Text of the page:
1. Older people don’t want to slow down. The stereotype is that as people age they want to slow down and are looking forward to retiring. We found this not to be the case. More than half of those aged 46 to 60 want to slow down, whilst only 39% of the people over 60 and less than 20% of the people over 70 say they want to slow down.
  1. Exploring is not just for the young. When you think about “gap years” you probably think about 20-year-olds taking time out after full-time education. But why assume that it is only the young who want to take time out to explore and learn more about themselves and their world? Crucially, we found no significant age difference in people’s excitement about exploring their options.

The six assumptions we have explored here are probably just aspects of a much bigger tapestry of assumptions about the young and old that are spurious, wrong, even damaging. We use the word damaging with care. When corporations believe that older workers invest less in their knowledge, are less excited by their work and exploring their world, and are on a path to physical decline and exhaustion, they make the wrong decisions about whom to select, promote and develop, and whom to retire.

There are undoubtedly some differences across the age groups that are important in the workplace. However, the over-simplicity of age and generational labels decreases our understanding of individuality; it masks the commonality of the task we are all facing as we strive to achieve a productive and enriching longer working career; and is in deep conflict with the imperative to develop age-agnostic working practices.

As every one of us is faced with living and working longer it is absolutely crucial that, whatever our age, we face up to and question unfounded assumptions and stereotypes about ourselves and about others. Only then can we create workplaces where people are accepted for themselves.


Lynda Gratton is Professor of Management Practice at the London Business School where she teaches an elective on the Future of Work and directs an executive program on Human Resource Strategy. Lynda is a fellow of the World Economic Forum, is ranked by Business Thinkers in the top 15 in the world, and was named the best teacher at London Business School in 2015. Her most recent book is The 100 Year Life: Living and Working in an Age of Longevity, co-authored with Andrew Scott.


Andrew Scott is Professor of Economics at London Business School and a Fellow of All Souls College, Oxford University and the Centre for Economic Policy Research. He has served as an advisor on macroeconomics to a range of governments and central banks and was Non-Executive Director on the UK’s Financial Services Authority. He is the co-author, with Linda Scott, of The 100-Year Life: Living and working in an age of longevity.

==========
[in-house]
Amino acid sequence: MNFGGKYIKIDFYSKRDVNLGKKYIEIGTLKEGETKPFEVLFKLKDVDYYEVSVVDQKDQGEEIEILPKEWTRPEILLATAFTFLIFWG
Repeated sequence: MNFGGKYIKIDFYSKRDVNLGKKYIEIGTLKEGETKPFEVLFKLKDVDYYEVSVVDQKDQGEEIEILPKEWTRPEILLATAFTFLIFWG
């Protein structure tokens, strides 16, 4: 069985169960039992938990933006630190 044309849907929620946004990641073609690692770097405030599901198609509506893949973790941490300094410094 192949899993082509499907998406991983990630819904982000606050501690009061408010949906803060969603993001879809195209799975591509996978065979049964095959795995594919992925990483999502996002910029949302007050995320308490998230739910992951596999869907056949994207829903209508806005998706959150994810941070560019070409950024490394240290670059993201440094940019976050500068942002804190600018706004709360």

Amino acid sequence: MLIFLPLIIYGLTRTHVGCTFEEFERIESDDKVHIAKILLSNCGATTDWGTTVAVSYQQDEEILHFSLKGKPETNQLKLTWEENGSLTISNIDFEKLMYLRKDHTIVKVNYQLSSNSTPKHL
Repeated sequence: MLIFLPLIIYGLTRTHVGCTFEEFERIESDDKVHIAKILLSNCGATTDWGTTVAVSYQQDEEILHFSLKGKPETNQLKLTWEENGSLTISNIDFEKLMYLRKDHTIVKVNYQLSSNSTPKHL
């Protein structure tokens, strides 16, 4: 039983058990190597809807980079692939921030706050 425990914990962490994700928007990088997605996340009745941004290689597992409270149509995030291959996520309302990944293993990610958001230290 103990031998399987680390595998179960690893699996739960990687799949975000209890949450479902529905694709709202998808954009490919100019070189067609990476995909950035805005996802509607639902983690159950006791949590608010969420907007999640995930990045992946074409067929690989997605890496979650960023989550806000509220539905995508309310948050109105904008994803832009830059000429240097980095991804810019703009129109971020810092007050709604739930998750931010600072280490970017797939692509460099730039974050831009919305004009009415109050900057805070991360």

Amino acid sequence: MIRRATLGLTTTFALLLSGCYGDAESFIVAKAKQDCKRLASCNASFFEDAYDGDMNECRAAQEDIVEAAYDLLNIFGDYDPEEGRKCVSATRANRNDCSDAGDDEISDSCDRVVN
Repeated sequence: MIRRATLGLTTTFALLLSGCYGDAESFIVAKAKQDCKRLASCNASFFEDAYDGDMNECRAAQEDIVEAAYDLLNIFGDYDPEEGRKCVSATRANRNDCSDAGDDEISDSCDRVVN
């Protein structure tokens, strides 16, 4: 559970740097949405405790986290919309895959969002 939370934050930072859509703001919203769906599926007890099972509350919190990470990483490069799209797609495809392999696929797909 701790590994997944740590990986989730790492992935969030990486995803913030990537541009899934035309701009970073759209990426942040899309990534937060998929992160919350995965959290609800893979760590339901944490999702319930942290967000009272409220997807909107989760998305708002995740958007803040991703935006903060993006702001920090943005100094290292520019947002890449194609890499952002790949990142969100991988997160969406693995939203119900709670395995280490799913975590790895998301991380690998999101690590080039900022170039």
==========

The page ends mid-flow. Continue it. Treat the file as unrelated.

72 per cent Aussie grandparents couldn’t imagine life without the internet.

Australian grandparents are now swapping their ‘knitting’ for ‘internetting’, with the explosion of smart devices and increased access to fast broadband taking over all aspects of their lives.

According to a new research report commissioned by nbn, the majority of tech-savvy grandparents, or ‘GranTechies’, now couldn’t imagine their life without the internet.

In fact, more than 90 per cent now admit to jumping online every day.

The key findings of the nbn™ GranTechies Report reveal that Aussie grandparents are now using access to fast broadband for tasks including staying in touch with family and friends via email and Skype, online shopping and downloading or streaming video content.

The report also found that grandparents believe themselves to be as tech-savvy as their children and grandchildren, with 59 per cent saying that they are just as internet-smart as their younger counterparts.

Perhaps more importantly, the nbn™ GranTechies Report discovered that using the internet makes Australian seniors feel more educated and purposeful, as well as feeling more connected and less lonely.

This demographic believe it’s important that they upskill and stay up-to-date with tech trends, with more than half saying that they are eager to learn more through online tutorials and with the help of family and friends.

When it comes to online communication, it is Millennial men who are leading the charge when it comes to staying in touch with the older generation via social media.

Forty four per cent in this demographic say they connect with their grandparents using outlets such as Facebook, Twitter and Instagram.

According to Nan Bosler, President of the Australian Seniors Computer Clubs Association, “Gone are the days where we thought of grandparents as tech dinosaurs – this research shows senior Australians are well and truly riding the tech wave”.

Based on Sydney’s Northern Beaches, Nan helps other seniors to learn to use the internet, welcoming anyone over the age of 55 but working mainly with people in their late 70s and right up to their 90s.

“The most popular activity is keeping in touch with family and friends,” explains Nan.

“However, seniors also use the internet like everybody else… for shopping, researching family history, taking online courses and buying airline tickets. I even have lots of students who are addicted to YouTube!”